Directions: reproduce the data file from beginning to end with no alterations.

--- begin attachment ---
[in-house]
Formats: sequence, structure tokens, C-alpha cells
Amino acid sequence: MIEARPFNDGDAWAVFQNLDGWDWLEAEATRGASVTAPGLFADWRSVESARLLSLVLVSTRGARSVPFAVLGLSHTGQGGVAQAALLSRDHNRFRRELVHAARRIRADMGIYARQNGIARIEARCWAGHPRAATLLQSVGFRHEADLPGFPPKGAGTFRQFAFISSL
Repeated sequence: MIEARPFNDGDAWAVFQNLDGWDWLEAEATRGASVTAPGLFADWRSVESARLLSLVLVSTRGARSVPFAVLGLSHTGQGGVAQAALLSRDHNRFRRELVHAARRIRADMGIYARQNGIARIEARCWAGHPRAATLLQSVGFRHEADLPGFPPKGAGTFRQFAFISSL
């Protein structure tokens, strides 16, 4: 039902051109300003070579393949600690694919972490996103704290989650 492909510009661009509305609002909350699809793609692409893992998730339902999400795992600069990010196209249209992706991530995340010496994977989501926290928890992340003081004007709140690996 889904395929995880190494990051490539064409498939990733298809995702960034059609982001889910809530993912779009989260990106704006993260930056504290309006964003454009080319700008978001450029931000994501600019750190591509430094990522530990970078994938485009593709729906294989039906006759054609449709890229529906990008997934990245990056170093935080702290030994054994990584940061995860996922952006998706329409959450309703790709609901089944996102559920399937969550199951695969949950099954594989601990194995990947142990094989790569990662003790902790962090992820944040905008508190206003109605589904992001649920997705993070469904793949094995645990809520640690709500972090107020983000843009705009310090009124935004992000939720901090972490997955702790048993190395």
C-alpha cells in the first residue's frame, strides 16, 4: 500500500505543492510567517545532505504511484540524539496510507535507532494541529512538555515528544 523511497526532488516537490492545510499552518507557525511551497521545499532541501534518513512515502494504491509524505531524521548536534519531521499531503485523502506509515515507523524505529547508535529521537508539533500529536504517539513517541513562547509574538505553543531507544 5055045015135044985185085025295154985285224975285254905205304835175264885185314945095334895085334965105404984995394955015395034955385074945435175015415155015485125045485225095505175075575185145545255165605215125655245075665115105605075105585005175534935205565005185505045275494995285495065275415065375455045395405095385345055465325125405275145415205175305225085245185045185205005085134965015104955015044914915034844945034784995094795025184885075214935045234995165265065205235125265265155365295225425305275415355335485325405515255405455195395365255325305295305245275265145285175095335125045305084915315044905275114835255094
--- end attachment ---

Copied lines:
[in-house]
Formats: sequence, structure tokens, C-alpha cells
Amino acid sequence: MIEARPFNDGDAWAVFQNLDGWDWLEAEATRGASVTAPGLFADWRSVESARLLSLVLVSTRGARSVPFAVLGLSHTGQGGVAQAALLSRDHNRFRRELVHAARRIRADMGIYARQNGIARIEARCWAGHPRAATLLQSVGFRHEADLPGFPPKGAGTFRQFAFISSL
Repeated sequence: MIEARPFNDGDAWAVFQNLDGWDWLEAEATRGASVTAPGLFADWRSVESARLLSLVLVSTRGARSVPFAVLGLSHTGQGGVAQAALLSRDHNRFRRELVHAARRIRADMGIYARQNGIARIEARCWAGHPRAATLLQSVGFRHEADLPGFPPKGAGTFRQFAFISSL
């Protein structure tokens, strides 16, 4: 039902051109300003070579393949600690694919972490996103704290989650 492909510009661009509305609002909350699809793609692409893992998730339902999400795992600069990010196209249209992706991530995340010496994977989501926290928890992340003081004007709140690996 889904395929995880190494990051490539064409498939990733298809995702960034059609982001889910809530993912779009989260990106704006993260930056504290309006964003454009080319700008978001450029931000994501600019750190591509430094990522530990970078994938485009593709729906294989039906006759054609449709890229529906990008997934990245990056170093935080702290030994054994990584940061995860996922952006998706329409959450309703790709609901089944996102559920399937969550199951695969949950099954594989601990194995990947142990094989790569990662003790902790962090992820944040905008508190206003109605589904992001649920997705993070469904793949094995645990809520640690709500972090107020983000843009705009310090009124935004992000939720901090972490997955702790048993190395």
C-alpha cells in the first residue's frame, strides 16, 4: 500500500505543492510567517545532505504511484540524539496510507535507532494541529512538555515528544 523511497526532488516537490492545510499552518507557525511551497521545499532541501534518513512515502494504491509524505531524521548536534519531521499531503485523502506509515515507523524505529547508535529521537508539533500529536504517539513517541513562547509574538505553543531507544 5055045015135044985185085025295154985285224975285254905205304835175264885185314945095334895085334965105404984995394955015395034955385074945435175015415155015485125045485225095505175075575185145545255165605215125655245075665115105605075105585005175534935205565005185505045275494995285495065275415065375455045395405095385345055465325125405275145415205175305225085245185045185205005085134965015104955015044914915034844945034784995094795025184885075214935045234995165265065205235125265265155365295225425305275415355335485325405515255405455195395365255325305295305245275265145285175095335125045305084915315044905275114835255094